The Weizmann Estate
The Weizmann estate was designed and built by world-renowned Jewish architect Erich Mendelsohn between 1934–37 as private residence for Dr. Chaim Weizmann and Dr. Vera Weizmann. The chosen location was Rehovot, in close vicinity to the Sieff Institute founded by Dr. Weizmann in 1934 (which later developed into the Weizmann Institute of Science). This was Mendelsohn’s first project in the country, and his professed goal was “to construct a building which would be Oriental to such an extent as to make a European feel at home in it.”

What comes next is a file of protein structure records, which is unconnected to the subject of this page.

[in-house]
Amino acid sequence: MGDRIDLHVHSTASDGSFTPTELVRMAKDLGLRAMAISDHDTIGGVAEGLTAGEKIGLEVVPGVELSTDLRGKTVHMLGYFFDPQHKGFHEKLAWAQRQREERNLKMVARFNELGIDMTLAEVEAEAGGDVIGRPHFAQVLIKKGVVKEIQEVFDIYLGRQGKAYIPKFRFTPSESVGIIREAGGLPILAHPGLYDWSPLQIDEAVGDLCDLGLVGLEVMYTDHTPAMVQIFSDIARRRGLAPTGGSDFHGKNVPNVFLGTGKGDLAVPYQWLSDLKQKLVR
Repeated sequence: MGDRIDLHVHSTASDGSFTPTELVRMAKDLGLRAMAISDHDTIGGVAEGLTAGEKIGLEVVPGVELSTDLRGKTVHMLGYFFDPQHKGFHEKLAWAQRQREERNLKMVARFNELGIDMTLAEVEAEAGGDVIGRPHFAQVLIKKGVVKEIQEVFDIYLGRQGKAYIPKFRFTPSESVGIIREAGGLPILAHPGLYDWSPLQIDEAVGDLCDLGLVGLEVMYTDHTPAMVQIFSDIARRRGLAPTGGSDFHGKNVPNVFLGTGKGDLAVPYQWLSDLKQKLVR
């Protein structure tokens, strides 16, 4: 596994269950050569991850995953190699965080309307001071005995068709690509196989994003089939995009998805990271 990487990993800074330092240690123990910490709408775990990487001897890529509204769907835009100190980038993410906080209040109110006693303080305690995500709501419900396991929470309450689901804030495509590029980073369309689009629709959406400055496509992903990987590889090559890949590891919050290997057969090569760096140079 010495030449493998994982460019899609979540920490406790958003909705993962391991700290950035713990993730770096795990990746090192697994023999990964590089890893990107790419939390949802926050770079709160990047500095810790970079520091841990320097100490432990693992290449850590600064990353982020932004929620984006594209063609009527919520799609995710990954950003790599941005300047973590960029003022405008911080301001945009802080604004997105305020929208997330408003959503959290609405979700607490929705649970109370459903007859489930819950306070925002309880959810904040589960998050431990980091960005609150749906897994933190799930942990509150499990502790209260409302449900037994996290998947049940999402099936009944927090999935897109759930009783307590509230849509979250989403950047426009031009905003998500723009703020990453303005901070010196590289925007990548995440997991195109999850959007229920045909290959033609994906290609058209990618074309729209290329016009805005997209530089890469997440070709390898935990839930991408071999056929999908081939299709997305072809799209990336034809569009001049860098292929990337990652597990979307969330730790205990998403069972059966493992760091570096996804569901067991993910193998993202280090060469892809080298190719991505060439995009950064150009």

The estate as a whole, house and garden, is reminiscent of a ship at sea, with a unique topography of wriggly terraces imitating waves. It was designed after the European model, spanning a gatekeeper’s house; a driveway; a U-shaped villa build around a mirror-like pool, which created an illusion of an expanded terrain and a cooling effect for the Mediterranean heat; a well house; and open gardens. The couple’s villa was an International-style edifice combining elements of a typical Mediterranean courtyard house, much like the bulk of modern local architecture, which exhibited a blend of a high-standard European design with Mediterranean adaptations. At present, the main house functions as a museum.
Restoration of the historic building.